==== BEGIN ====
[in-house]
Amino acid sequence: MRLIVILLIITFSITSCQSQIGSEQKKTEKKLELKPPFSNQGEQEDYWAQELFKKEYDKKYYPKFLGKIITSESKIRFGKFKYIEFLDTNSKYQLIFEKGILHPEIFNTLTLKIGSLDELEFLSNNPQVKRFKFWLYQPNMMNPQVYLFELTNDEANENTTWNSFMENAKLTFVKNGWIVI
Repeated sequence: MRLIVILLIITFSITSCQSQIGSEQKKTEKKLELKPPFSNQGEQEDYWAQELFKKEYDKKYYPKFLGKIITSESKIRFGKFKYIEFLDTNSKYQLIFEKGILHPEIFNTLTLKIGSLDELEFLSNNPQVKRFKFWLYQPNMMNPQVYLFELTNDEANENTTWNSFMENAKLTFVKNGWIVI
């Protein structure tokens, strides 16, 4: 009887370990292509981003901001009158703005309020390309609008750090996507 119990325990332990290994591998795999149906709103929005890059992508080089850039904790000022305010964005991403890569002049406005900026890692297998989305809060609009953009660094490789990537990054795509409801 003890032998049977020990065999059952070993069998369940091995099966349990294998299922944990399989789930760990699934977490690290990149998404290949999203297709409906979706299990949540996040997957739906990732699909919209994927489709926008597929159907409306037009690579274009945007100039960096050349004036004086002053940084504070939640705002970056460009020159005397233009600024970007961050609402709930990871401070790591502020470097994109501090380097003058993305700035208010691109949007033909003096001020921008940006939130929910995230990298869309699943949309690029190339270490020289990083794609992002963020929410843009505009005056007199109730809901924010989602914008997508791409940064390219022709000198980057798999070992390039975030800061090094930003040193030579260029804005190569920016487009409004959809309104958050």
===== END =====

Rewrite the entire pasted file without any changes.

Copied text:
[in-house]
Amino acid sequence: MRLIVILLIITFSITSCQSQIGSEQKKTEKKLELKPPFSNQGEQEDYWAQELFKKEYDKKYYPKFLGKIITSESKIRFGKFKYIEFLDTNSKYQLIFEKGILHPEIFNTLTLKIGSLDELEFLSNNPQVKRFKFWLYQPNMMNPQVYLFELTNDEANENTTWNSFMENAKLTFVKNGWIVI
Repeated sequence: MRLIVILLIITFSITSCQSQIGSEQKKTEKKLELKPPFSNQGEQEDYWAQELFKKEYDKKYYPKFLGKIITSESKIRFGKFKYIEFLDTNSKYQLIFEKGILHPEIFNTLTLKIGSLDELEFLSNNPQVKRFKFWLYQPNMMNPQVYLFELTNDEANENTTWNSFMENAKLTFVKNGWIVI
């Protein structure tokens, strides 16, 4: 009887370990292509981003901001009158703005309020390309609008750090996507 119990325990332990290994591998795999149906709103929005890059992508080089850039904790000022305010964005991403890569002049406005900026890692297998989305809060609009953009660094490789990537990054795509409801 003890032998049977020990065999059952070993069998369940091995099966349990294998299922944990399989789930760990699934977490690290990149998404290949999203297709409906979706299990949540996040997957739906990732699909919209994927489709926008597929159907409306037009690579274009945007100039960096050349004036004086002053940084504070939640705002970056460009020159005397233009600024970007961050609402709930990871401070790591502020470097994109501090380097003058993305700035208010691109949007033909003096001020921008940006939130929910995230990298869309699943949309690029190339270490020289990083794609992002963020929410843009505009005056007199109730809901924010989602914008997508791409940064390219022709000198980057798999070992390039975030800061090094930003040193030579260029804005190569920016487009409004959809309104958050």